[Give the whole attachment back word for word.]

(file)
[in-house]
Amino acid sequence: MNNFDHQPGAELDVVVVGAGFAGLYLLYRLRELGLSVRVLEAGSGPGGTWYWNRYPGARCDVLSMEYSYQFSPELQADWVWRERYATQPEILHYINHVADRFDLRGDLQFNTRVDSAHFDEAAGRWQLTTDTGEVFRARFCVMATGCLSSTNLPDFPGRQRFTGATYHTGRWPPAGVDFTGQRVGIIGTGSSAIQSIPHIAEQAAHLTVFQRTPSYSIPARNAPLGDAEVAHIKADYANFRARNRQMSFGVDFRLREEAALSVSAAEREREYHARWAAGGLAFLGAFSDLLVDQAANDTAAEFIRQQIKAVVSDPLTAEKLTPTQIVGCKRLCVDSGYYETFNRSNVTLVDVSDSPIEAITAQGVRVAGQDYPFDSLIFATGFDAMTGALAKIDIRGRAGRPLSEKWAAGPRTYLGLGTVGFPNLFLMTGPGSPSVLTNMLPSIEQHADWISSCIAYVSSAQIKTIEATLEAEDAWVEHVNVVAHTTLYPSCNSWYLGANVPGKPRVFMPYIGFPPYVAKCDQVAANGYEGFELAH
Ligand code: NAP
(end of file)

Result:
[in-house]
Amino acid sequence: MNNFDHQPGAELDVVVVGAGFAGLYLLYRLRELGLSVRVLEAGSGPGGTWYWNRYPGARCDVLSMEYSYQFSPELQADWVWRERYATQPEILHYINHVADRFDLRGDLQFNTRVDSAHFDEAAGRWQLTTDTGEVFRARFCVMATGCLSSTNLPDFPGRQRFTGATYHTGRWPPAGVDFTGQRVGIIGTGSSAIQSIPHIAEQAAHLTVFQRTPSYSIPARNAPLGDAEVAHIKADYANFRARNRQMSFGVDFRLREEAALSVSAAEREREYHARWAAGGLAFLGAFSDLLVDQAANDTAAEFIRQQIKAVVSDPLTAEKLTPTQIVGCKRLCVDSGYYETFNRSNVTLVDVSDSPIEAITAQGVRVAGQDYPFDSLIFATGFDAMTGALAKIDIRGRAGRPLSEKWAAGPRTYLGLGTVGFPNLFLMTGPGSPSVLTNMLPSIEQHADWISSCIAYVSSAQIKTIEATLEAEDAWVEHVNVVAHTTLYPSCNSWYLGANVPGKPRVFMPYIGFPPYVAKCDQVAANGYEGFELAH
Ligand code: NAP